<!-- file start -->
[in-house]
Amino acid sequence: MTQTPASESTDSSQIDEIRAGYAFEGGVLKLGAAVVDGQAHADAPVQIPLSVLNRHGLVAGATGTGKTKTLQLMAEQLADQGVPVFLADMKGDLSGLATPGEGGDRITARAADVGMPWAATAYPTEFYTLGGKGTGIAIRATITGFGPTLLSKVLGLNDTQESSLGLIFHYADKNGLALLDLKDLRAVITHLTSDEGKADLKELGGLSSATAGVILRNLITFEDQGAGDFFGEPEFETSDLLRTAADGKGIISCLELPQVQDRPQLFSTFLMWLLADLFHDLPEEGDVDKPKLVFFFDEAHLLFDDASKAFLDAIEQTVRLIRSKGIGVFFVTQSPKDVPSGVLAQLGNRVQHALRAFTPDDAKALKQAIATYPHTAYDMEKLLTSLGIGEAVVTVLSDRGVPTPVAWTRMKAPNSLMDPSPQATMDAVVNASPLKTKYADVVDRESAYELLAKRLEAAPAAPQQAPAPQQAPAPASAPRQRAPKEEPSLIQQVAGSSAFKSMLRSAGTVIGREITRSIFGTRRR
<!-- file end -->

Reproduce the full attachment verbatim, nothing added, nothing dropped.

[in-house]
Amino acid sequence: MTQTPASESTDSSQIDEIRAGYAFEGGVLKLGAAVVDGQAHADAPVQIPLSVLNRHGLVAGATGTGKTKTLQLMAEQLADQGVPVFLADMKGDLSGLATPGEGGDRITARAADVGMPWAATAYPTEFYTLGGKGTGIAIRATITGFGPTLLSKVLGLNDTQESSLGLIFHYADKNGLALLDLKDLRAVITHLTSDEGKADLKELGGLSSATAGVILRNLITFEDQGAGDFFGEPEFETSDLLRTAADGKGIISCLELPQVQDRPQLFSTFLMWLLADLFHDLPEEGDVDKPKLVFFFDEAHLLFDDASKAFLDAIEQTVRLIRSKGIGVFFVTQSPKDVPSGVLAQLGNRVQHALRAFTPDDAKALKQAIATYPHTAYDMEKLLTSLGIGEAVVTVLSDRGVPTPVAWTRMKAPNSLMDPSPQATMDAVVNASPLKTKYADVVDRESAYELLAKRLEAAPAAPQQAPAPQQAPAPASAPRQRAPKEEPSLIQQVAGSSAFKSMLRSAGTVIGREITRSIFGTRRR